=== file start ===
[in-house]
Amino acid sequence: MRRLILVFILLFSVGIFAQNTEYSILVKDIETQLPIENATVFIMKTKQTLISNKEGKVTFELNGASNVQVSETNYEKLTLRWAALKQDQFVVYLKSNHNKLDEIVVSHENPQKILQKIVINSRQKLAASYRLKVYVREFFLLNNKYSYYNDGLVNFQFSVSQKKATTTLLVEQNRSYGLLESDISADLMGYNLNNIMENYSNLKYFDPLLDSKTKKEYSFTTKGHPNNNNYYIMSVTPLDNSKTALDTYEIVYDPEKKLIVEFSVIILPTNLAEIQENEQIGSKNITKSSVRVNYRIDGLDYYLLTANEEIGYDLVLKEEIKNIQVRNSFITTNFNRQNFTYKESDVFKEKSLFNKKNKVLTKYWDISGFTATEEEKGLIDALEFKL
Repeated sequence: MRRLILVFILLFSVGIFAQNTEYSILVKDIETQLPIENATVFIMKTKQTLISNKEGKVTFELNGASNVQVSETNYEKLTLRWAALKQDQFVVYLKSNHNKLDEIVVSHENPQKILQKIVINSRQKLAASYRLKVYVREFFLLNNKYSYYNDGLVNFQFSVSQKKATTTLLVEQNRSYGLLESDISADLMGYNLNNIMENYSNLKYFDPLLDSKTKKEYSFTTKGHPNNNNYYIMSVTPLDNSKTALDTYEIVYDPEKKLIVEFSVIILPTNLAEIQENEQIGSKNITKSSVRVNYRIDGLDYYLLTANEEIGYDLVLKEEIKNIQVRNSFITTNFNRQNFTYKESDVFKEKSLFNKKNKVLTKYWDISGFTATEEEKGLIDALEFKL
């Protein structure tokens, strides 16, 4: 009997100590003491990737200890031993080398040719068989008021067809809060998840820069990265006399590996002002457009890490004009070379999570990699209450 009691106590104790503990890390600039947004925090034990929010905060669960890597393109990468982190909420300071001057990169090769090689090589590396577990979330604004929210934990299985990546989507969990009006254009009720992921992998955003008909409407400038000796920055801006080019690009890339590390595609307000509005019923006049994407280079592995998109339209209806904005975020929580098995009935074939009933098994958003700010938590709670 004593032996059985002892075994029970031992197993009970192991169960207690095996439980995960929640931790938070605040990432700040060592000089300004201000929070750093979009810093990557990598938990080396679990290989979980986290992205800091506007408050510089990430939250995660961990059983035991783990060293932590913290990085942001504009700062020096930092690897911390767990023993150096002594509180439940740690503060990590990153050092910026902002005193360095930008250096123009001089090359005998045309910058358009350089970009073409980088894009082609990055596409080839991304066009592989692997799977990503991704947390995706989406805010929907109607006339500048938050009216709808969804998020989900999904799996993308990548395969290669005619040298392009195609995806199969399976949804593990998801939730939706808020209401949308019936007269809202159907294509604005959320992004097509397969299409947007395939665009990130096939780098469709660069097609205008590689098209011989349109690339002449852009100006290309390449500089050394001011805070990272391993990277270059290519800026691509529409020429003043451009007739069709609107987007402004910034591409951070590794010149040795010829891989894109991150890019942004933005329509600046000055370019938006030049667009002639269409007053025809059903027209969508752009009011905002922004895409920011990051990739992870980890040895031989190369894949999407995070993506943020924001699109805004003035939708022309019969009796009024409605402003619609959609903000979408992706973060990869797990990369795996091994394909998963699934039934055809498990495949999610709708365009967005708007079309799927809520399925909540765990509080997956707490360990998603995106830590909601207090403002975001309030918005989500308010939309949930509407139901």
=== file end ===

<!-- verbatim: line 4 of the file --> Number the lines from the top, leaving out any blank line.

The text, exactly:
């Protein structure tokens, strides 16, 4: 009997100590003491990737200890031993080398040719068989008021067809809060998840820069990265006399590996002002457009890490004009070379999570990699209450 009691106590104790503990890390600039947004925090034990929010905060669960890597393109990468982190909420300071001057990169090769090689090589590396577990979330604004929210934990299985990546989507969990009006254009009720992921992998955003008909409407400038000796920055801006080019690009890339590390595609307000509005019923006049994407280079592995998109339209209806904005975020929580098995009935074939009933098994958003700010938590709670 004593032996059985002892075994029970031992197993009970192991169960207690095996439980995960929640931790938070605040990432700040060592000089300004201000929070750093979009810093990557990598938990080396679990290989979980986290992205800091506007408050510089990430939250995660961990059983035991783990060293932590913290990085942001504009700062020096930092690897911390767990023993150096002594509180439940740690503060990590990153050092910026902002005193360095930008250096123009001089090359005998045309910058358009350089970009073409980088894009082609990055596409080839991304066009592989692997799977990503991704947390995706989406805010929907109607006339500048938050009216709808969804998020989900999904799996993308990548395969290669005619040298392009195609995806199969399976949804593990998801939730939706808020209401949308019936007269809202159907294509604005959320992004097509397969299409947007395939665009990130096939780098469709660069097609205008590689098209011989349109690339002449852009100006290309390449500089050394001011805070990272391993990277270059290519800026691509529409020429003043451009007739069709609107987007402004910034591409951070590794010149040795010829891989894109991150890019942004933005329509600046000055370019938006030049667009002639269409007053025809059903027209969508752009009011905002922004895409920011990051990739992870980890040895031989190369894949999407995070993506943020924001699109805004003035939708022309019969009796009024409605402003619609959609903000979408992706973060990869797990990369795996091994394909998963699934039934055809498990495949999610709708365009967005708007079309799927809520399925909540765990509080997956707490360990998603995106830590909601207090403002975001309030918005989500308010939309949930509407139901």